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Rohit Ramnath, Carnegie Mellon University
Mentor: Dr. Tina Lee

Structure-Function Analysis of Sec13 in the COPII Coat

The secretory pathway, which is the pathway for cell secretion, is used for communication, excretion and many other functions in cells. In the pathway, proteins move from the Endoplasmic Reticulum(ER) in coated vesicles. There are 3 kinds of coats, and the coat mediating the movement from the ER to the Golgi is called the COPII coat. This coat is made up of the Sar1 GTPase, the Sec23/24 adaptor complex and an outer cage heterodimer composed of Sec13 and Sec31. All of these proteins have been shown to be minimal essential components of the COPII coat in vitro. Although the crystal structure of each of the COPII coat subunits has been solved, the interaction interfaces between subunits that are critical to the function of the coat have not been studied in detail.To determine the critical interaction interfaces in Sec13, I would first deplete cells of Sec13 using siRNA transfections and look for phenotypic changes. I will then attempt to rescue the phenotypic changes using wild-type Sec13, and then test a series of site-directed mutants in a structure-function analysis. Preliminary studies have shown that a sequential double knockdown is necessary to deplete the cells of Sec13 to a high degree. However, the loss of Sec13 does not cause changes in the Golgi apparatus, which is a measure of ER export. This challenges the assumption that Sec13 is essential for ER export. A wild-type rescue construct has been made to rescue any phenotypic changes that we see.

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Lauren Thorpe, Carnegie Mellon University
Mentor: Dr. Brooke McCartney

Assessing the Cellular Consequences of Loss of APC Function in Drosophila Wing Imaginal Discs Using Mitotic Recombination Techniques

The colon cancer tumor suppressor adenomatous polyposis coli (APC) functions in both negative regulation of Wnt/Wingless (Wg) signaling and in cytoskeletal organization. Both Drosophila and humans have two APC proteins, APC1 and APC2, which have redundant function. Therefore, to study the consequences of the loss of APC function in Drosophila, both APC1 and APC2 must be mutant. APC2 APC1 double mutant flies are not viable, but mitotic recombination can be used to induce patches of APC2 APC1 double mutant tissue. APC2g10APC1Q8 (double null) clones in adult wings exhibit cell fate transformations consistent with induction of the Wg pathway. In wing imaginal discs, APC2g10APC1Q8 clones exhibit a phenotype reminiscent of colon polyps that is characterized by outpocketing of the mutant cells from the rest of the epithelium. While clones are numerous throughout larval discs, significantly fewer are seen in the adult wings. Most of these surviving clones are seen in the wing blade, with relatively few in the other adult structures which derive from the wing disc. To determine the fate of the APC2g10APC1Q8 clones we examined their number, location, and phenotype at stages of development between puparium formation and eclosion. Preliminary data suggest that clones near the hinge may pinch off and are lost, consistent with their absence in the adult wing, while some clones in the blade invaginate between the two epithelial layers of the wing. In addition, the outpocketing phenotype is observed in areas of the pupal disc where it is not seen in larval stages, suggesting that clones in different areas of the wing disc take on that phenotype at different times. Exploration of these results may contribute to further understanding of the basis of colon cancer development.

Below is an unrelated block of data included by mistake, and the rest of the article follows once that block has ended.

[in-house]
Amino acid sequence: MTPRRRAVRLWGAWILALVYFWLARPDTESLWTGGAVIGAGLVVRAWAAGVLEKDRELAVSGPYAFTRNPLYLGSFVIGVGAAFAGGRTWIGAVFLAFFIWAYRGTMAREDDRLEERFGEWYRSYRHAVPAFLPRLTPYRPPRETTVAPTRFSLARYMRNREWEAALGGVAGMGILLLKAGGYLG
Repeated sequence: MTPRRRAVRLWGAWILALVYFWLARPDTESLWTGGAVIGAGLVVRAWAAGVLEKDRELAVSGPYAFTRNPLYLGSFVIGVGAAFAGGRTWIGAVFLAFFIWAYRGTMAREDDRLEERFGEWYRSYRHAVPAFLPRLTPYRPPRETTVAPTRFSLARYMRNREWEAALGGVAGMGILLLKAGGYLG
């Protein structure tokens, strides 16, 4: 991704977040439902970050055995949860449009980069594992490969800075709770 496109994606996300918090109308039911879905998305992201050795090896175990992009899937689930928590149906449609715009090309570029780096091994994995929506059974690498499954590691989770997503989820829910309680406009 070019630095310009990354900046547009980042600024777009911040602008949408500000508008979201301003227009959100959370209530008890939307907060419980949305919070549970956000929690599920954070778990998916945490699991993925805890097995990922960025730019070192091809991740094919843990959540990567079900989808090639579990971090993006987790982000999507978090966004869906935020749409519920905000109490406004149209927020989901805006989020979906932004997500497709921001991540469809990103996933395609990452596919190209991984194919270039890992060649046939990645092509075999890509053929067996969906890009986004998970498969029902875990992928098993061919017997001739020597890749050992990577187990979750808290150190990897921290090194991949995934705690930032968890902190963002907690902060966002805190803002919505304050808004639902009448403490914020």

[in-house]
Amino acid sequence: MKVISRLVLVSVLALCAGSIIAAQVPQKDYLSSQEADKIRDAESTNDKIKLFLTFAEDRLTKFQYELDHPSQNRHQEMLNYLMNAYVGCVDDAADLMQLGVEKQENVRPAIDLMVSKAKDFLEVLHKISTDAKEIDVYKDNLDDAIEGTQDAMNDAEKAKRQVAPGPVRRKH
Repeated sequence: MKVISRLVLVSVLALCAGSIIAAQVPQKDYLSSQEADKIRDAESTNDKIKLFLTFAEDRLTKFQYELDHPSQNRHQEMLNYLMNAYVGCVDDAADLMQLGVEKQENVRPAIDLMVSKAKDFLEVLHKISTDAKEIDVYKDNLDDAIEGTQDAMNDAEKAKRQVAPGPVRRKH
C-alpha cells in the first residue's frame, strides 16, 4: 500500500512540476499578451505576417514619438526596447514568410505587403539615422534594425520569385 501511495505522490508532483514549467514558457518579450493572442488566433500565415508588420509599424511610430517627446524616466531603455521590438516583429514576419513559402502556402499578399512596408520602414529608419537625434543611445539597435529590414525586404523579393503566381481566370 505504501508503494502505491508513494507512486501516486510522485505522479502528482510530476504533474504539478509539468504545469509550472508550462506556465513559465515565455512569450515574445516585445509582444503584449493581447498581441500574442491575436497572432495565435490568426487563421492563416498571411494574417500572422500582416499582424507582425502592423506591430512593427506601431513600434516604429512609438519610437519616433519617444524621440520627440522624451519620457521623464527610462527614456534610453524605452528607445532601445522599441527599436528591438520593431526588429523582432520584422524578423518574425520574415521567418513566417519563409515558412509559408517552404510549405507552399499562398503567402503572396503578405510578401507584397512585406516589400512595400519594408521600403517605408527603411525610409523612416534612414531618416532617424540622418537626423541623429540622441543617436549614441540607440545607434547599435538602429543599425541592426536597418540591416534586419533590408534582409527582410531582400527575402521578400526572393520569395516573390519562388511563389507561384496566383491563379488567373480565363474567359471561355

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Cody Vild, Carnegie Mellon University
Mentor: Dr. Jonathan Minden

Identifying Mass Changes in the Pros35 Proteasome Subunit During Drosophila Embryonic Development by Mass Spectrometry

The proteasome plays an important role in the selective degradation of ubiquitinated proteins. This ensures that a cell will not accumulate potentially harmful amounts of unfolded or obsolete proteins.The proteasome, also known as the 26S proteasome, is comprised of many different components, which are broken down into the 20S and 19S subunits. The 20S contains the catalytic core and the 19S is a regulatory complex that interacts with the ends of the 20S unit. The 20S can be broken down into further subunits — one of particular interest is the Pros35 subunit. It is an α-type subunit of the 20S proteasome. Pros35 undergoes a specific modification in the development of ventral cells, which form the mesoderm (muscles and immune system). When an embryo extract from Drosophila melanogaster was run on a two-dimensional difference gel, some 50 difference spots were seen.  A group of five spots was identified as Pros35 isoforms. Three of these spots had relatively the same molecular weight, but different isoelectric points. Two other spots mimicked the same isoelectric point of one of the ventral-specific difference spots, but had lower molecular weights. I hope to recreate this result in a 2D electrophoresis gel, and then elute these spots from the gel. The protein from these spots can then be further analyzed by mass spectrometry, which will give us further insight in to which post-translational modification Pros35 is undergoing. Hopefully, we can see what mass changes are occurring. To get to this point I must first isolate and purify the Pros35 in sufficient quantity that it can be analyzed. This will be done by purifying the embryo extract on anionic and gel filtration columns. Once we can understand the different post-translation modifications Pros35 is undergoing, then we can explore a possible mechanism for these changes and why they occur.